When South American and Caribbean musicians venture into the realm of jazz, they are really moving between two worlds. They are dealing with two different sets of cultural elements that revolve around distinct histories and aesthetics. While all these musics share clear commonalities, the differences can be overwhelming and sometimes blinding. Bridges between the different musical styles can be found, but without experience as a roadmap, the different styles seem worlds apart. In the case of contemporary Latin Jazz, artists are often dealing with several musical traditions from across the Caribbean and South America. The connection between multiple worlds becomes even more challenging as musicians attempt to integrate jazz with traditions from across the Southern hemisphere. A successful merging of several musical worlds can produces beautiful results, but only when musicians move smoothly between diverse traditions. The task for Latin Jazz artists becomes finding the paths to successfully merge the different musical worlds. Pianist Kiki Sanchez brings together Afro-Cuban, Afro-Peruvian, and jazz traditions beautifully on his album Two Worlds, demonstrating his ability to see key connection points between each style.
Combining Jazz And Afro-Cuban Music
Sanchez combines elements of jazz and Afro-Cuban music on several pieces. The drummer charge into an up-tempo rumba while Sanchez plays a reflective melody on “It Will Come To Me,” before the whole group leaps into an aggressive 6/8 section. Sanchez grabs the song’s momentum and cleverly propels quick lines through the rhythm section’s flowing groove and changing feels. As Sanchez builds his song into a tense climax, he flies into a powerful montuno, providing the drummers a chance to highlight the percussive intricacies of the style. A ferocious percussion break opens into a bluesy flourish from Sanchez on “Abundance,” leading into a slyly funky melody over a driving cha cha cha. An assertive montuno transitions the group into Sanchez’s solo, where he develops a series of cleverly understated melodies into a bundle of edgy tension. The pianist moves into a steady montuno for energetic improvisations from percussionist Hugo Bravo on both timbales and congas. A quick timbale fill sends the group into a vibrant bop tinged melody from Sanchez and trumpet player Peter Francis on “Desires.” Francis nimbly moves his way through the rapid chord changes, creating appealing melodies until Sanchez runs a smart combination of jazz lines and rhythmic ideas through the solo cycle. The rhythm section hits a series of short hits, setting the stage for an inspired exchange between conguero Daniel Berroa and drummer Reiner Guerra. These pieces reveal Sanchez’s keen insight into the connection between jazz and Afro-Cuban music, shown through strong performances and compositions.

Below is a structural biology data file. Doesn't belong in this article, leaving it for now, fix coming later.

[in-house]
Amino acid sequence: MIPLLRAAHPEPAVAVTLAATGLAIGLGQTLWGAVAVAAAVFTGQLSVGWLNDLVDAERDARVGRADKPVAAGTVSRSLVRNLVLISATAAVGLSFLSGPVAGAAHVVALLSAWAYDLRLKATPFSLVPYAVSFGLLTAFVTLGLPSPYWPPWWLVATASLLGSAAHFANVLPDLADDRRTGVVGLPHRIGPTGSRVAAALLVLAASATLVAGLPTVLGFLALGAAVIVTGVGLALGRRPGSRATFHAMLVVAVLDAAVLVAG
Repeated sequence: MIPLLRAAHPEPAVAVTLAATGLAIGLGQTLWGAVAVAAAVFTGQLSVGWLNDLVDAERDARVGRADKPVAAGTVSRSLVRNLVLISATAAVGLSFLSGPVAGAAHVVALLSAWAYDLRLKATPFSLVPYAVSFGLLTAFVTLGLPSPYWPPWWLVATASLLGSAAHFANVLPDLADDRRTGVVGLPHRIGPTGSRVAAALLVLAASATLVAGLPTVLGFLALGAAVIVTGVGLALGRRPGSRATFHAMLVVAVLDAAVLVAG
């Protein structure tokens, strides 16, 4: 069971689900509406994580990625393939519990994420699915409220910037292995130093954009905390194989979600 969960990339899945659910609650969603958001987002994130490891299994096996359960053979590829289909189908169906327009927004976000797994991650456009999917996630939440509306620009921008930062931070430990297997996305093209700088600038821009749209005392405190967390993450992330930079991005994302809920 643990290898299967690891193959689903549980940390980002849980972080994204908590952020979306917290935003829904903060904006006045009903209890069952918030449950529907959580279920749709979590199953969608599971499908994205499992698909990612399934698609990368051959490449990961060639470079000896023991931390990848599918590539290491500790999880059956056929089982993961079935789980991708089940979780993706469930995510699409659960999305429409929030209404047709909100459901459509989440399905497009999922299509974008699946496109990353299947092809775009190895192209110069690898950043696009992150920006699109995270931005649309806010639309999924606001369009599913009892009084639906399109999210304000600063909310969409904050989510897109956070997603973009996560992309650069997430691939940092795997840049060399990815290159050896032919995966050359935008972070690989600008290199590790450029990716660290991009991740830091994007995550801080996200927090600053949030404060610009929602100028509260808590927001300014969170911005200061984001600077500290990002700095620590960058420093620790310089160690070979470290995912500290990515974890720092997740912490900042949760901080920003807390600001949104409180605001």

Fluidly Bringing Together Jazz And Afro-Peruvian Traditions